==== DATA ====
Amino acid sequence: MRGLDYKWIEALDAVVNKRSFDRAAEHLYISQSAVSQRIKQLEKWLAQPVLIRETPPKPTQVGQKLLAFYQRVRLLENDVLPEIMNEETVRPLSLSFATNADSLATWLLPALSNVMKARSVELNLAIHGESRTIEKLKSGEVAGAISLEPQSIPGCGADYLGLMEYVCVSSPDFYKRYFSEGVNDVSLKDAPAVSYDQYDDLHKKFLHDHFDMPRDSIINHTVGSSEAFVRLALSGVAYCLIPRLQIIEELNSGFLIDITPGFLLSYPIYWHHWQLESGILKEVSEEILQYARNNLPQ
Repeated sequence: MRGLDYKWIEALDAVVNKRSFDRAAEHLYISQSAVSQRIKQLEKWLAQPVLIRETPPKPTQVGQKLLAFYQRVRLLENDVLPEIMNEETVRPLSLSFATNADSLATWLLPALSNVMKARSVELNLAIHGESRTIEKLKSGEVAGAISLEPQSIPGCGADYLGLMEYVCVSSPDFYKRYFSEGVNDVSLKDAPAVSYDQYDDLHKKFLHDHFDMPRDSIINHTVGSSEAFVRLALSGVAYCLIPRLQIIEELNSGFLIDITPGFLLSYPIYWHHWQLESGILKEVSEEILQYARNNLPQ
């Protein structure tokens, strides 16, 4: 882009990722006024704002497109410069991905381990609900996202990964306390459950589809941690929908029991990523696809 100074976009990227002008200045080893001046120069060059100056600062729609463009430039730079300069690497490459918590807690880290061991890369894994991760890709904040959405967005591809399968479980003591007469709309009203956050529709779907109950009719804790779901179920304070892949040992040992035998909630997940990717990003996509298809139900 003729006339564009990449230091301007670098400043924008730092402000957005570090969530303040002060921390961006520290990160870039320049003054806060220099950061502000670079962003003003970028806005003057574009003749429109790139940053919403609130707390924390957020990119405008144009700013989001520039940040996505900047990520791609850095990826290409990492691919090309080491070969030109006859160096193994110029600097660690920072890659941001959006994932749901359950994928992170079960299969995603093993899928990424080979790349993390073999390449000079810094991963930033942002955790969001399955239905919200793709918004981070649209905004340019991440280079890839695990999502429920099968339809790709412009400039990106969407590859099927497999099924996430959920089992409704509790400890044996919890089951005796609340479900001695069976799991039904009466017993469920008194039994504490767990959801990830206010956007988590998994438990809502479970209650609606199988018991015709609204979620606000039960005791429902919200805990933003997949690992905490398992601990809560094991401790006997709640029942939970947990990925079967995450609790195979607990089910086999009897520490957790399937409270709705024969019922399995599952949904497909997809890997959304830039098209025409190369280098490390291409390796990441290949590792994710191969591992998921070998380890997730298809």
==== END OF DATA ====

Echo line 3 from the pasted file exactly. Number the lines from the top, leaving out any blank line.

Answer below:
């Protein structure tokens, strides 16, 4: 882009990722006024704002497109410069991905381990609900996202990964306390459950589809941690929908029991990523696809 100074976009990227002008200045080893001046120069060059100056600062729609463009430039730079300069690497490459918590807690880290061991890369894994991760890709904040959405967005591809399968479980003591007469709309009203956050529709779907109950009719804790779901179920304070892949040992040992035998909630997940990717990003996509298809139900 003729006339564009990449230091301007670098400043924008730092402000957005570090969530303040002060921390961006520290990160870039320049003054806060220099950061502000670079962003003003970028806005003057574009003749429109790139940053919403609130707390924390957020990119405008144009700013989001520039940040996505900047990520791609850095990826290409990492691919090309080491070969030109006859160096193994110029600097660690920072890659941001959006994932749901359950994928992170079960299969995603093993899928990424080979790349993390073999390449000079810094991963930033942002955790969001399955239905919200793709918004981070649209905004340019991440280079890839695990999502429920099968339809790709412009400039990106969407590859099927497999099924996430959920089992409704509790400890044996919890089951005796609340479900001695069976799991039904009466017993469920008194039994504490767990959801990830206010956007988590998994438990809502479970209650609606199988018991015709609204979620606000039960005791429902919200805990933003997949690992905490398992601990809560094991401790006997709640029942939970947990990925079967995450609790195979607990089910086999009897520490957790399937409270709705024969019922399995599952949904497909997809890997959304830039098209025409190369280098490390291409390796990441290949590792994710191969591992998921070998380890997730298809």